If your kid’s acting out, barber Russell Fredrick and his team at A-1 Kutz, a barbershop in suburban Atlanta, are happy to help with a creative kind of discipline.
Parents can bring in their bad kids three days a week and ask for the “Benjamin Button Special,” where the bad kid in question will be styled like an old man.
The Washington Post reported on the shop’s unusual offering:
The cut involves shaving hair off the child’s crown until he begins to resemble a balding senior citizen, inviting that unique brand of adolescent humiliation that can only come from teasing classmates and unwanted attention.
“So u wana act grown…well now u look grown too,” the barber wrote on Instagram. “The grown-up kids special. Bring more bad kids to @a1__kutz for this kut.”
Fredrick, who co-owns the shop and has three kids, said he was inspired to offer the special after he saw immediate results when he tried it out on his 12-year-old son, Rushawn, for getting bad grades.
But those grades “dramatically skyrocketed” after the haircut, Fredrick told the Post.
“Parents are at a loss,” the 34-year-old dad said. “When you go to discipline kids these days, they can’t necessarily use physical punishment they way parents did in the past, but they have to do something.”
Some experts believe that shaming as a form of discipline can be “ineffective and even destructive,” research psychologist Peggy Drexler reported in psychology today.
“Many kids will act out as a cry for attention or for firmer limits,” she wrote. “Most kids — especially boys — have an impulse to push boundaries while also needing to know that they’ll be reigned in.”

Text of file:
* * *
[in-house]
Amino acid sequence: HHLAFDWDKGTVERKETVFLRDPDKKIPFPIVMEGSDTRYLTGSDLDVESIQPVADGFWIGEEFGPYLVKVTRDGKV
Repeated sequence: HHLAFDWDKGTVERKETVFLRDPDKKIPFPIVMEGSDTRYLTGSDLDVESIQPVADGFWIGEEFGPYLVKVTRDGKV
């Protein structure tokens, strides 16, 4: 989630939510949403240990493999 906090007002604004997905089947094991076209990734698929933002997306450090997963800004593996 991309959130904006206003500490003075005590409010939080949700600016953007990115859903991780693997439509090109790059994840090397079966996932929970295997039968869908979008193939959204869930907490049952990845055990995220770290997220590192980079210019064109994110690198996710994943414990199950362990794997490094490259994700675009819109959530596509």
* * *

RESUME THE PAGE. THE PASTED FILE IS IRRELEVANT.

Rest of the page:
Wife Files For Divorce After Dad Refuses To Give Up Newborn With Down Syndrome
Samuel Forrest’s wife left him after he decided to raise their son, who has Down syndrome. He turned to a crowdfunding site, where he was met with an outpouring of support from strangers.
All in a day, Samuel Forrest found out his son was born with Down syndrome and that his wife would leave him because he wanted to raise the child.
Forrest’s son, Leo, was born on Jan. 21 in an Armenian hospital. Doctors there broke the news to him that the baby was born with Down syndrome.
“I had a few moments of shock,” he told ABC News. But when he held his newborn for the first time, he fell in love.
“I looked at this guy and I said, he’s beautiful,” Forrest said of the meeting. “He’s perfect and I’m absolutely keeping him.”
When he went to see his wife in the hospital room, she gave him an “ultimatum.”
“She told me if I kept him, then we would get a divorce,” Forrest said.
His wife filed for divorce a week later. Forrest said he was also no longer welcome in the home that they had lived in with her family.
The baby’s mother, Ruzan Badalyan, told ABC that she had a baby with Down syndrome who was with the father, whom she had left. She did not provide additional details to the network.
In Armenia there is still little awareness about the disabled, Unicef Reported. Children are sometimes institutionalized in orphanages or boarding schools at birth.